Section 7 of the AntiBuddha


I accept reality, and dare not question it;

Materialism first and last imbuing.

Walt Whitman4



The simplest way to conceive of existence or what existence is comprised is to see that it is based on physical material and processes.

This is easily understood, consistent with most philosophy today, and, accurate. It is simply the basis of existence.

Now, a combination of three things has gotten in the way of seeing that simple truth. 1) Given the human predilection for belief, 2) there is an unending supply of people stepping forward to tell people what and how to believe, and 3) given the limitless levels of abstractions that we moderns can conjure up, things are all too easily made complex and confusing.

Again, complex does not mean “superior”, “sophisticated” or “unavoidable” because complexity in civilization – especially in the postmodern era – is to add a lot of ideas that are beside the point and just make reality difficult to understand.

An important cause of the superfluous information, it must be admitted, is the unbridled ego which manifests in two major ways. First, the author wants to show everyone how clever the owner he is to bring up such a subtle point for consideration. Second, and much more insidiously, is to control other people.

I’m not talking about a salesperson who actively seeks to control how their customers think to make a purchase. That is relatively benign. No, I am more interested in those who – sometimes consciously but more often unconsciously – want to control others in a more thorough and enduring fashion.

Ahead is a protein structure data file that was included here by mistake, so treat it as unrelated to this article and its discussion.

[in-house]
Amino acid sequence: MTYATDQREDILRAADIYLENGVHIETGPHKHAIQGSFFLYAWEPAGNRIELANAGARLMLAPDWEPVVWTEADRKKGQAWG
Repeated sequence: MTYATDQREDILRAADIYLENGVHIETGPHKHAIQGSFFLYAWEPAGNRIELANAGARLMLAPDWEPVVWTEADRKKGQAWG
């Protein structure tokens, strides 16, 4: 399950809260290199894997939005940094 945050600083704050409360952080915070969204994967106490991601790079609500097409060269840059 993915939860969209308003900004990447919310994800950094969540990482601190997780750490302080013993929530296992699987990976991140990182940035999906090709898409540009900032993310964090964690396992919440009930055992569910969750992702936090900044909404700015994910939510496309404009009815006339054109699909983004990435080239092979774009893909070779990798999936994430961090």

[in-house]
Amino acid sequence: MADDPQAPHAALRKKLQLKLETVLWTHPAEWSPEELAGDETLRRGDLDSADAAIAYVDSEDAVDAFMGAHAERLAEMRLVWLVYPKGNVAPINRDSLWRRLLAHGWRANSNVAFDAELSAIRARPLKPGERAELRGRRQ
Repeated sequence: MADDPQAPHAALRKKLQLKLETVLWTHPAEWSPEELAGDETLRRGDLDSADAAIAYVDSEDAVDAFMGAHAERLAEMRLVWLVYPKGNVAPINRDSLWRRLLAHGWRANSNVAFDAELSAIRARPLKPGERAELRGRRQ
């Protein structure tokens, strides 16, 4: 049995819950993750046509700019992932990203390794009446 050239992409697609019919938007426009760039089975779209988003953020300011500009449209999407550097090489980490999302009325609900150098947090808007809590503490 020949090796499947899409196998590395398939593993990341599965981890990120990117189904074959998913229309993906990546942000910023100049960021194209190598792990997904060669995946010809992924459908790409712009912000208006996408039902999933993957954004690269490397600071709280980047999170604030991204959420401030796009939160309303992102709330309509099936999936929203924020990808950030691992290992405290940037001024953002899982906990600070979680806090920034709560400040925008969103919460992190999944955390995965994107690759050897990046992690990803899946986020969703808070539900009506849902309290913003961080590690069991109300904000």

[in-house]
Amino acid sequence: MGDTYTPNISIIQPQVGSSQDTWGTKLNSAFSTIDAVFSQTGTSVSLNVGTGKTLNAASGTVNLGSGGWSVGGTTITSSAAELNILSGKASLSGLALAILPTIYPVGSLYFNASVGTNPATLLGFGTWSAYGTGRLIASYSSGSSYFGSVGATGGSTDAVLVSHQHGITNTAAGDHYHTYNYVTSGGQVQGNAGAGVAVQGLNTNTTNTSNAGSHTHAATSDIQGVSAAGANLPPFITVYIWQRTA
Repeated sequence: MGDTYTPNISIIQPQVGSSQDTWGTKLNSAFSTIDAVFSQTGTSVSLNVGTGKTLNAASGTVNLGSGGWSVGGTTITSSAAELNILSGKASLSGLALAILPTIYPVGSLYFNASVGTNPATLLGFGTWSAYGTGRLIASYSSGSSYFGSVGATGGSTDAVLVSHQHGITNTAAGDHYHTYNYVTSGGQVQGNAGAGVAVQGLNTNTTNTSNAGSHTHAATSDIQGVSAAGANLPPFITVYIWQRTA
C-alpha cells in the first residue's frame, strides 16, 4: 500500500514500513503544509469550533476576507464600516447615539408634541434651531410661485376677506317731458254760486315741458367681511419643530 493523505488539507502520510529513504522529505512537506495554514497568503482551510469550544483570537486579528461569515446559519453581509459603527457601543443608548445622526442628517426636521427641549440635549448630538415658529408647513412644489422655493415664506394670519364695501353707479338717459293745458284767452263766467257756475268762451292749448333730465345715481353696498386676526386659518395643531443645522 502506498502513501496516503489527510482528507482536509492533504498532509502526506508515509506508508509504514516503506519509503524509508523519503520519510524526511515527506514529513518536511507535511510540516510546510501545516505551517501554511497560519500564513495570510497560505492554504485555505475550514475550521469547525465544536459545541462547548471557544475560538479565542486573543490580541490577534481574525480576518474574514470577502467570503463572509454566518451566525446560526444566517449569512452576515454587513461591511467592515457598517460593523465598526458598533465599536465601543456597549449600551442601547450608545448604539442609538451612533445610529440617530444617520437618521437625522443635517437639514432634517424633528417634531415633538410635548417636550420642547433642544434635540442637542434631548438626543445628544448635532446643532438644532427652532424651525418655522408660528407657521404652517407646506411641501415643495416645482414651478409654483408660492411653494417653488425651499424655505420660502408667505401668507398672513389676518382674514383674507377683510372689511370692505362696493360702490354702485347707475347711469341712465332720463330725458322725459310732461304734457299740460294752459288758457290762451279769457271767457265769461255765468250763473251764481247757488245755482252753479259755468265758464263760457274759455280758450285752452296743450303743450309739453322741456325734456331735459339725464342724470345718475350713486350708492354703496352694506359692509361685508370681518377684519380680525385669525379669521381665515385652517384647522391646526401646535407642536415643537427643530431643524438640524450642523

Politicians and sociopaths quickly come to mind, but what about intellectuals and religious leaders?

Making something confusing out of what is innately simple is a great way to gain influence and control other people.

This is very disturbingly illustrated by the predators who groom their victims and sometimes the friends and families of their victims. They provide false information in intimate and flattering ways to confuse their prey when the simple truth would simply disarm them. Famous predator-pedophiles, such as Jimmy Saville and Michael Jackson, add wealth, power and a much higher level of fantasy to the illusion.

We could prevent a not insignificant degree of predation by teaching young children how to question fictional worlds and those who present them. While it may not seem easy, children are practical little creatures and are empowered by the simple truth.

Of course, belief in fictional worlds is so much a part of the adult world that we would have to begin teaching parents and teachers this first, but that would certainly not be easy to implement. So, what should we do?

We begin by reassuring all illusion holders that nobody wants to change them. So, where harm to others is not a concern, they are free to practice their beliefs. It is more practical and compassionate to accept them as they are and appeal to their higher quality beliefs to help make meaningful change.

But a central message of the The Antibuddha is the critically important distinction between accepting people’s private beliefs and accepting their right to bring them into the public arena.

This arena, what the ancient Greeks once called the agora – is barely standing anymore. Where once meaning could be debated and ultimately adjudicated – albeit not without considerable flaws – in the current era we don’t know what it looks like anymore.

This is the reason that postmodernism in all its guises must be scraped off of what is left of our lives. It can be done. Deconstruction can be deconstructed, the superficial wiped clean, sophistry banished, the prattling of cheap hustlers muted. We begin to reverse the attack on meaning at all sociocultural levels of postmodernism when we start building a modern agora where it can be articulated, understood, defended and honored.